Nikki Works with a Professional Organizer: Am I a Hoarder?
Amanda has called Nikki a hoarder many times. She has seen the TV shows and her house doesn’t look anything like the places they show, but she’s curious. She’s worried that she could become a hoarder.
In her research Nikki learned that hoarding is classified as a mental illness. As she continued browsing she found that hoarding is included in the Diagnostic and Statistical Manual of Mental Disorders – 5th Edition (DSM-5, American Psychiatric Association, 2013) and defined as:
- Persistent difficulty discarding or parting with possessions, regardless of their actual value. This difficulty is due to a perceived need to save the items and to distress associated with discarding them.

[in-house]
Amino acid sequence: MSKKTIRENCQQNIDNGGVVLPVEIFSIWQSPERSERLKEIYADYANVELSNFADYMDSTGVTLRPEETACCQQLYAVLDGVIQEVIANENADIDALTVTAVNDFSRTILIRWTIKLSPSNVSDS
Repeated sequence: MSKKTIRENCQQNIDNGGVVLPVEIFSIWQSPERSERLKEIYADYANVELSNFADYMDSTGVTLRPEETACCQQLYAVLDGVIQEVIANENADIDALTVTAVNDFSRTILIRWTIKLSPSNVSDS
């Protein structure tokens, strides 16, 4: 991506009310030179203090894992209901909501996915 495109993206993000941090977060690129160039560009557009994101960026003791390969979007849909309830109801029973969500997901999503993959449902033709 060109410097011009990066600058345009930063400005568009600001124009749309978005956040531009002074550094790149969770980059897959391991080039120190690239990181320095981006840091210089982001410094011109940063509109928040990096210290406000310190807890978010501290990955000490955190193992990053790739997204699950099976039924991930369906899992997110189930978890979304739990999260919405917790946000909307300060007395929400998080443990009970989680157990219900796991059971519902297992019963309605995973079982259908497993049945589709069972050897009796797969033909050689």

- The difficulty discarding possessions results in the accumulation of possessions that congest and clutter active living areas and substantially compromises their intended use. If living areas are uncluttered, it is only because of the interventions of third parties (e.g., family members, cleaners, authorities).
- The hoarding causes clinically significant distress or impairment in social, occupational, or other important areas of functioning (including maintaining a safe environment for self and others).
- The hoarding is not attributable to another medical condition.
- The hoarding is not better explained by the symptoms of another mental disorder.
Nikki is relieved that she’s not a hoarder. She really only keeps things that are useful, and she can let go of some things pretty easily, but she still doesn’t know why she’s surrounded by clutter.
Copyright© 2020 Elizabeth Tawney Gross, Organizing For Everyday, LLC